Peripheral Neuropathy Signs and Symptoms
- Gradual onset of numbness, prickling or tingling in your feet or hands, which can spread upward into your legs and arms
- Sharp, jabbing, throbbing, freezing or burning pain
- Extreme sensitivity to touch
- Lack of coordination and falling
- Muscle weakness or paralysis if motor nerves are affected
Autonomic Nerves Signs and Symptoms
- Heat intolerance and altered sweating
- Bowel, bladder or digestive problems
- Changes in blood pressure, causing dizziness or lightheadedness
Peripheral neuropathy can affect one nerve (mononeuropathy), two or more nerves in different areas (multiple mononeuropathy) or many nerves (polyneuropathy).
Carpal tunnel syndrome is an example of mononeuropathy. Most people with peripheral neuropathy have polyneuropathy.
Avoiding a False Diagnosis
The diagnosis of peripheral neuropathy could be falsely attributed to the patient’s blood sugar management rather than to the side effects of the medication being used to treat the patient’s diabetes.
“Current British Society of Haematology guidelines recommend that vitamin B12 levels are checked only when there is clinical suspicion of deficiency,” explained Mulla. “However, peripheral neuropathy is irreversible and it may be too late once symptoms have developed.”
An unknowing doctor might even prescribe a higher dose of metformin to improve the patient’s blood sugar levels, not realizing that indeed a side effect of the drug itself is the culprit.
“I’ve been hearing about this since about five years ago,” Dr. Caroline Messer, an endocrinologist and clinical assistant professor at Mount Sinai School of Medicine, “But there are no guidelines established for testing for it.”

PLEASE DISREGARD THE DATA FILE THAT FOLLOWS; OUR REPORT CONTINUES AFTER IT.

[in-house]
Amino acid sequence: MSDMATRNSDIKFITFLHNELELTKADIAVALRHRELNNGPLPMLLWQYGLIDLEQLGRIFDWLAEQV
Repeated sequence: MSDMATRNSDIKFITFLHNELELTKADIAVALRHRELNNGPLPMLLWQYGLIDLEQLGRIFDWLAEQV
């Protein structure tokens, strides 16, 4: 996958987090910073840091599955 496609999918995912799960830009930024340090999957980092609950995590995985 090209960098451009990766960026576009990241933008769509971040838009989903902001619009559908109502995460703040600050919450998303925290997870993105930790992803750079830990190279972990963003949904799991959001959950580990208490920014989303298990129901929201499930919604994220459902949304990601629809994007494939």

Messer said the problem is that while some doctors are testing their patients’ vitamin B12 levels, many doctors are not because it hasn’t become an official part of standardized diabetes care.
“In my office, patients on metformin who are B12 deficient isn’t something we see often. It’s rare here, but this study says 10 percent of all patients taking metformin are deficient, and that’s not a small amount,” she said.
B12 Deficiency Symptoms
Vitamin B12 deficiency, also known as cobalamin deficiency, can be dangerous if it becomes severe. A significant B12 deficiency can lead to severe and irreversible damage, especially to the brain and nervous system, so it’s important to catch it early.
Messer emphasizes that once the nerve damage is done, it cannot be fixed.
However, you can prevent further nerve damage after a B12 deficiency is identified through a basic blood test by taking supplemental B12.
Symptoms of B12 deficiency include diarrhea (which is also the most common side effect of metformin), constipation, exhaustion, loss of appetite, pale skin, inflamed red tongue, and bleeding gums.
Consequences of B12 Deficiency
The consequences of a B12 deficiency include permanent nerve damage, deteriorating brain function, memory loss, and temporary infertility in women.
In people without diabetes, B12 deficiency is considered common with as much as 15 percent of the American population deficient, according to the National Institutes of Health.